Tesla updated its Model S car after the discovery of six flaws that could allow an attacker to take control its entertainment software and hijack the vehicle.
With access to the entertainment software, Kevin Mahaffey, CTO of security startup Lookout, and Marc Rogers, a security researcher at CloudFlare, turned off the engine while a person was driving, changed the speed and map information displayed on the touch screen, opened and closed the trunk and controlled the radio.
The two, who presented their findings Friday at the DEFCON in Las Vegas, also uploaded a remote access application that allowed them to lock and unlock the car using an iPhone.
Mahaffey did say, however, physical access to the car was a requirement to carry out the hack. For their research, he and Rogers plugged a laptop into a Model S Ethernet port and exploited the vulnerabilities until they tapped into the entertainment software. They didn’t provide details on which flaws they used.
Any hacker worth their weight can get into a software program and the assumption is it won’t be long before attackers will be able to remotely attack a car’s entertainment applications, Mahaffey said.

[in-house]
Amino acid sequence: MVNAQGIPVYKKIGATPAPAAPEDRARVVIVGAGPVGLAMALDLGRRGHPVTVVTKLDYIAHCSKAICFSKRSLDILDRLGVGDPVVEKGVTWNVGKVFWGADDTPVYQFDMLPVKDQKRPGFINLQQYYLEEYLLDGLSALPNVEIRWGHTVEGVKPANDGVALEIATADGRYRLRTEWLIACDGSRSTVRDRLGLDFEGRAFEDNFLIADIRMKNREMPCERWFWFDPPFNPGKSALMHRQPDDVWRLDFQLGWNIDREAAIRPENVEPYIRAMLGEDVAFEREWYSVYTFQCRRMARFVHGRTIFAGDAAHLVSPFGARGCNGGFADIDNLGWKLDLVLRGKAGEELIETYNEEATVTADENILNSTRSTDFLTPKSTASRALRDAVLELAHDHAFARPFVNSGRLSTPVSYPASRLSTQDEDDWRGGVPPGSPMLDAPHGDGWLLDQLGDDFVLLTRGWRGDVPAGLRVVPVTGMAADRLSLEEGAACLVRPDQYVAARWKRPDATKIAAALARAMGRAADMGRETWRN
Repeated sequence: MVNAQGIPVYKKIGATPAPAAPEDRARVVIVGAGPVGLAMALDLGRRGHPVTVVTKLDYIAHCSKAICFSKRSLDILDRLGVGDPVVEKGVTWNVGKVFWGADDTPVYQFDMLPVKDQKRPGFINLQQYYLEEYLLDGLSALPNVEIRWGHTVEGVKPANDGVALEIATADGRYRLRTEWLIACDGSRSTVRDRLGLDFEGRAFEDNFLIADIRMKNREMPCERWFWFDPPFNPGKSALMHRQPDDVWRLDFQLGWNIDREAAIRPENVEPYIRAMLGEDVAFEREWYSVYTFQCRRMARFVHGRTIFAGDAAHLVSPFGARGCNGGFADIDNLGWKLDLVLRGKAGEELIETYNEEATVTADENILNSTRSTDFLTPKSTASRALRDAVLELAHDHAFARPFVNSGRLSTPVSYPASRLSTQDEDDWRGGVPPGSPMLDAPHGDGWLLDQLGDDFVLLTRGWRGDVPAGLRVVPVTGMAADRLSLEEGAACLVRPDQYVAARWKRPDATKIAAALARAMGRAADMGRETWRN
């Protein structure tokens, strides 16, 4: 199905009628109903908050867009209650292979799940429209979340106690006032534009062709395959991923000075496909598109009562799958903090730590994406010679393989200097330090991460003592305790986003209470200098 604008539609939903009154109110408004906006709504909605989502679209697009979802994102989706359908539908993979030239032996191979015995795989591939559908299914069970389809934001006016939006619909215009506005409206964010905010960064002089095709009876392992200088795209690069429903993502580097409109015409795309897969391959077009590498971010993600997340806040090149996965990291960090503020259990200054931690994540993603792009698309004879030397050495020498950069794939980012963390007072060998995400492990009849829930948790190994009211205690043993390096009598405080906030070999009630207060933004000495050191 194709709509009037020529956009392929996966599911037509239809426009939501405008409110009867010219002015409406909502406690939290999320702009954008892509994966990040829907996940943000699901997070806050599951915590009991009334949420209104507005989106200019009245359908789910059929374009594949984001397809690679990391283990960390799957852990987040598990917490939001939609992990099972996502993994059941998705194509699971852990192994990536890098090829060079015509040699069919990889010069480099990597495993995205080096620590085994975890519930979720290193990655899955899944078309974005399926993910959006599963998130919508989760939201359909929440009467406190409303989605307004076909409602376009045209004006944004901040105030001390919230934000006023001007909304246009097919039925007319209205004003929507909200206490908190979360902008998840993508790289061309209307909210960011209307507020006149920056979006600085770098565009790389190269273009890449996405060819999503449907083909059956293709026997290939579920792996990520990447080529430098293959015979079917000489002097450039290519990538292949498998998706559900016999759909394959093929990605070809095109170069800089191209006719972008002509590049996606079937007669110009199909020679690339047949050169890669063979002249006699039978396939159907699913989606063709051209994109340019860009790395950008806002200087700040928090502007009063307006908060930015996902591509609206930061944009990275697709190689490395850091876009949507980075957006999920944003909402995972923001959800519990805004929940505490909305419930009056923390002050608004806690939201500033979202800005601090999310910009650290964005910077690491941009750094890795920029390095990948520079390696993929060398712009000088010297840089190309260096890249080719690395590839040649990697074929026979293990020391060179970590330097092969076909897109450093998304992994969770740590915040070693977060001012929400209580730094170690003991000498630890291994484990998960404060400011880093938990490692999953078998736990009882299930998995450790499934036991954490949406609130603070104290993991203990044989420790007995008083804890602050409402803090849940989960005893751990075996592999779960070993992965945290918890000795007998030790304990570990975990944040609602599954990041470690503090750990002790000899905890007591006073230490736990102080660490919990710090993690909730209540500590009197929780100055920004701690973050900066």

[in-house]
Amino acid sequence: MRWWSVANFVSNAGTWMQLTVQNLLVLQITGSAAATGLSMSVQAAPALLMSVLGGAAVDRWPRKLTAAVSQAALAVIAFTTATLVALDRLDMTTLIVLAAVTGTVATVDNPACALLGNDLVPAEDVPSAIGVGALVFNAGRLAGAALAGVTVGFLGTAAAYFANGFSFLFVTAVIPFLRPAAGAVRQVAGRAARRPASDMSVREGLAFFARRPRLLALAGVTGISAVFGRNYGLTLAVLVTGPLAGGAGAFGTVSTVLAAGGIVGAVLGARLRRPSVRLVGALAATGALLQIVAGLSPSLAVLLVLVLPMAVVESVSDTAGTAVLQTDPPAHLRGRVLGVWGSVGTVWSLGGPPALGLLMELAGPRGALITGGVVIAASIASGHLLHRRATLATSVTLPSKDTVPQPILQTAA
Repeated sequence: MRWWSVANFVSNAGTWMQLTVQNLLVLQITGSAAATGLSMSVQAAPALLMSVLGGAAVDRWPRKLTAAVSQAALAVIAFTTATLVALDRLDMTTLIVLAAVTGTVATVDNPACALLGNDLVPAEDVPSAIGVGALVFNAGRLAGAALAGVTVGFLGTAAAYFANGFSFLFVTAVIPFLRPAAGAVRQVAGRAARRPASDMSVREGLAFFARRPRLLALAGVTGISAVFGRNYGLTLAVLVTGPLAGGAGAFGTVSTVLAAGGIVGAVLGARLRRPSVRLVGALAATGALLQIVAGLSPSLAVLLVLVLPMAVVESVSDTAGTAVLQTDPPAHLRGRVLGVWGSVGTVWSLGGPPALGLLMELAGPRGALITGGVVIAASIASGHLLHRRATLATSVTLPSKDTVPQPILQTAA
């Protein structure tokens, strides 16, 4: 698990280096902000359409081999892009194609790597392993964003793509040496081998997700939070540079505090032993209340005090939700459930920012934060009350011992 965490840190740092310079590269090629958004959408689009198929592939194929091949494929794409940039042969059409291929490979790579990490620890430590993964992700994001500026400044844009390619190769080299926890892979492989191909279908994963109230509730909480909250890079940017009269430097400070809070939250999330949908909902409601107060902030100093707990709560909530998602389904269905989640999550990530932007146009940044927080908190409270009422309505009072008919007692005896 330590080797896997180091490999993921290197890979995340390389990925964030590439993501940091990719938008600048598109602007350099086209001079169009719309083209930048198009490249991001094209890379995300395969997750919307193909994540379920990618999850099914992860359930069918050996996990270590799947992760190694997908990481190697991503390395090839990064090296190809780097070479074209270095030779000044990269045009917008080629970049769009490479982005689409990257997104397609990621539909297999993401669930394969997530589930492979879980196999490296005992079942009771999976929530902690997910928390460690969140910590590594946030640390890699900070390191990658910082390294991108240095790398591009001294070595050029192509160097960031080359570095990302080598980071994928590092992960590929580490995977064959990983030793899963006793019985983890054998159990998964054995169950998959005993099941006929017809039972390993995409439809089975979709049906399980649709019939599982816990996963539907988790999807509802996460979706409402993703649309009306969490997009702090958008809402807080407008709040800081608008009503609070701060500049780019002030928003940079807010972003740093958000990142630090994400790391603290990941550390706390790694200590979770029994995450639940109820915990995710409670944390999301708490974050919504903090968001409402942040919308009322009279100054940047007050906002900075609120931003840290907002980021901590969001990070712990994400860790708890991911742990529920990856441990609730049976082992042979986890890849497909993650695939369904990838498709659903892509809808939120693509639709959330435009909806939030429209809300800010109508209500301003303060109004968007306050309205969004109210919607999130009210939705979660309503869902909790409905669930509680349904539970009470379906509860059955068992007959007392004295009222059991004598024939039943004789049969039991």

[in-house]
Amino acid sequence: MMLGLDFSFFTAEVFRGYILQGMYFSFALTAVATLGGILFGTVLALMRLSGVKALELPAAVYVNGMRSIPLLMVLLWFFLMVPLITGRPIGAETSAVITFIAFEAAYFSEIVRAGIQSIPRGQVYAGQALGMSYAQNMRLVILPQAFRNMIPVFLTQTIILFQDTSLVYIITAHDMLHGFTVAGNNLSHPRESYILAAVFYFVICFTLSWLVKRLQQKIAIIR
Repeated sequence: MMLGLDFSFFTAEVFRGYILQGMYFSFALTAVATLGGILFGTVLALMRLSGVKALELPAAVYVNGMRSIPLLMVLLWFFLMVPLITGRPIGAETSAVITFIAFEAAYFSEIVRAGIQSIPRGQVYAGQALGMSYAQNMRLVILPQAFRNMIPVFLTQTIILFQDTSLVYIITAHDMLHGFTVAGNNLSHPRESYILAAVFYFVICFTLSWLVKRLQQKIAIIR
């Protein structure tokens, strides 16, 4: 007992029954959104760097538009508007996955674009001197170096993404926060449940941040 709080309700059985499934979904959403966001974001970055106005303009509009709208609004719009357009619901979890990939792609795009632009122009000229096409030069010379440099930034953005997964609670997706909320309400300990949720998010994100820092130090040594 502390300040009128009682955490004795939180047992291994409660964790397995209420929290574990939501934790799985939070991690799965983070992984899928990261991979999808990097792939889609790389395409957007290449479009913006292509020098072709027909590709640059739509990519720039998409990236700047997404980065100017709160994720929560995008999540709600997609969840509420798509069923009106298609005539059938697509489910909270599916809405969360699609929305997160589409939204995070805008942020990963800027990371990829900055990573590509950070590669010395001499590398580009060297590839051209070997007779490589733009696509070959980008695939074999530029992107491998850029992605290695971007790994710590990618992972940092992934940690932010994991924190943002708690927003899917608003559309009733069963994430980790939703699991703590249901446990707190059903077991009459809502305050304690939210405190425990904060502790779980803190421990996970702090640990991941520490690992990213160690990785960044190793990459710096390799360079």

Much like any control system in the manufacturing automation industry, it is impossible to prevent an attack from hitting a car’s computer system, Mahaffey said.
One way to bolster a car’s security is by increasing the protection around individual components, which could stop a hacker from using one compromised system to access another.
Tesla was lacking in this area, Mahaffey said. The automaker’s update should take care of that issue.
On Thursday, a spokeswoman for the Palo Alto, CA-based car maker said it issued a patch for the flaws. The company uses an over-the-air system to update its vehicles’ software.